Building project cost near $1 million
The cost of renovating the jail's second floor into office space is creeping to the $1 million mark and beyond even after commissioners tried to scale back the project to under $800,000.
Design team Steve and Roz Johnson presented construction cost numbers to the board Wednesday of $913,394.10.
That doesn't include furnishings, a pathway to the courthouse, the front façade and other items. The county at this point doesn't plan on borrowing. It will take the funds from its building fund, which has more than $1 million in it.
But the board is generally pleased with the floor plan, which the Social Services Department had considerable input toward.
That department will be moving above the jail either late this year or early 2013.
The drawings will be finalized and bid packages prepared. Construction manager Pete Filippi said bids could be ready by late June and come in lower than expected.
One surprise came when the board learned the floor space was 900 square feet more than what they'd been led to believe. The actual building was 12,400 square feet, not 11,500 square feet, the Johnsons reported. That gives the department ample storage space and room for future growth.
When commissioner Lyle Robinson questioned the late bid timing, Filippi mentioned there are lots of construction companies without work.
"Most of them are out" in the Oil Patch, Robinson corrected him.
If the work is bid in late June, there's a possibility the move could be completed before the end of the year.
Roz Johnson estimated furniture would cost $78,000 for the work stations. With private office, conference rooms and other furnishings, the whole package is estimated at $130,000.
In other business, the board:
n Heard good news on the county's finances when it finalized a refinancing package on the jail's bonds.
The PFM Group of Minneapolis assisted the county in that refinancing. PFM managing director Myron Knutson praised the county's fiscal shape, indicating its solid finances contributed to a AA credit rating and lower interest rates. The jail's $5.9 million in bonds will be refinanced at a rate of 1.87 percent, saving $669,000 over the next decade. The 1.87 percent rate is locked in until 2025.
n Heard a good news/not-so-good news report on the jail.
Jail revenues were over $8,000 in April, reported Sheriff Cory Aukes, mainly due to Hubbard County housing overflow Becker County inmates.
But board chair Dick Devine had earlier presented the other side of the coin: the county's technology committee learned it may have to spend $22,000 upgrading jail software, money that is not currently budgeted for.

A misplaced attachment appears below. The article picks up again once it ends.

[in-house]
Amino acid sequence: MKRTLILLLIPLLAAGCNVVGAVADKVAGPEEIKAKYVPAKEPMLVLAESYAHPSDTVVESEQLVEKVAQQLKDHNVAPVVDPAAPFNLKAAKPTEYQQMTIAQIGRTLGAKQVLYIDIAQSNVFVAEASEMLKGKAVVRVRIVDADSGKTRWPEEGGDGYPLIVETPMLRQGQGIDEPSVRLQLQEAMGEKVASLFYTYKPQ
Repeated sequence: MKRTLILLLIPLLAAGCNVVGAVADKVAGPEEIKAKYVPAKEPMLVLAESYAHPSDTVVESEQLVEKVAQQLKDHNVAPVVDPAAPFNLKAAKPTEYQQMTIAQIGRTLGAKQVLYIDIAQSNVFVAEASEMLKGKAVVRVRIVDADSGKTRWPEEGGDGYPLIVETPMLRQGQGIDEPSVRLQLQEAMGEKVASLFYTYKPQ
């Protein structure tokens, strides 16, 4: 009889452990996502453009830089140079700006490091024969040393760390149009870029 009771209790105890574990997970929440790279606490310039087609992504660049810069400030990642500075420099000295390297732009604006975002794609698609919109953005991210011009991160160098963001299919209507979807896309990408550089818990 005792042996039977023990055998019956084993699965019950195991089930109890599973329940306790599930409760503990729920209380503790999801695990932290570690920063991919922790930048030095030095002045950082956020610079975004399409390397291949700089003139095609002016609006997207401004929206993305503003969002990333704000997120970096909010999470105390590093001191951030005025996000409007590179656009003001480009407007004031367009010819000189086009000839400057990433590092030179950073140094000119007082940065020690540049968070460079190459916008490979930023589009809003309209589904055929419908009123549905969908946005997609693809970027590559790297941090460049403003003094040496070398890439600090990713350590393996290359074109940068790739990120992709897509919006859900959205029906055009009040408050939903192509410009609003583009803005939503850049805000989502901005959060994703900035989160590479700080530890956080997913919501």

"Cory has to put it in his budget," Devine said.
The seven-year-old jail invested in (at the time) state-of-the-art software that opens and closes cell doors, controls temperature and lighting and performs a variety of functions.
That program uses a Microsoft XP Operating System. The software likely has to be upgraded to a Windows 7 OS.
"They can do all these miraculous things but only for a short time," Devine complained.
Devine warned Johnsons, during the building project discussion, he did not want the county locked into another short-term solution that would be expensive to replace. They agreed and said motion detectors will be used to control the lights, heating and cooling system and other functions in the second floor of the Law Enforcement Center.
Devine seemed particularly upset that the vendor for the jail software has a monopoly that disadvantages the county.
It has locked the county's technology experts out of tinkering with the system. County computers have to be shipped to the vendor to be upgraded.
"It's safer than having a lot of keys on your belt," commissioner Kathy Grell said.
"It sounds good on the front end but is not so good on the back end," Devine said.
n Spoke to M State director G.L. Tucker about continuing education for county employees. Department heads recently completed a nine-week course in lean thinking and immediately asked for a follow-up. The course got high reviews.
Tucker said the school will come up with a proposal directed toward customers service, supervisory training and interoffice relationships as a continuing education course. This likely would be geared to volunteers, not necessarily strictly to department heads.
"When you have people ask you for training that's a good thing," Tucker said.
Robinson suggested setting aside funds for continuous education. The county is trying to amalgamate many main floor functions so customers can go to a single office to get marriage licenses, check tax records and generally "one-stop shop."
n Supported a move by Giziibii RC&D to write a grant for the East Hubbard County Fire Department to purchase a used brush truck. The Akeley firefighters cover a wide area with two state forests. The truck is coming from Georgia, at an estimated cost of $133,000.
n Heard that 4-H director Mark Haugen has accepted a position elsewhere and that post will need to be filled.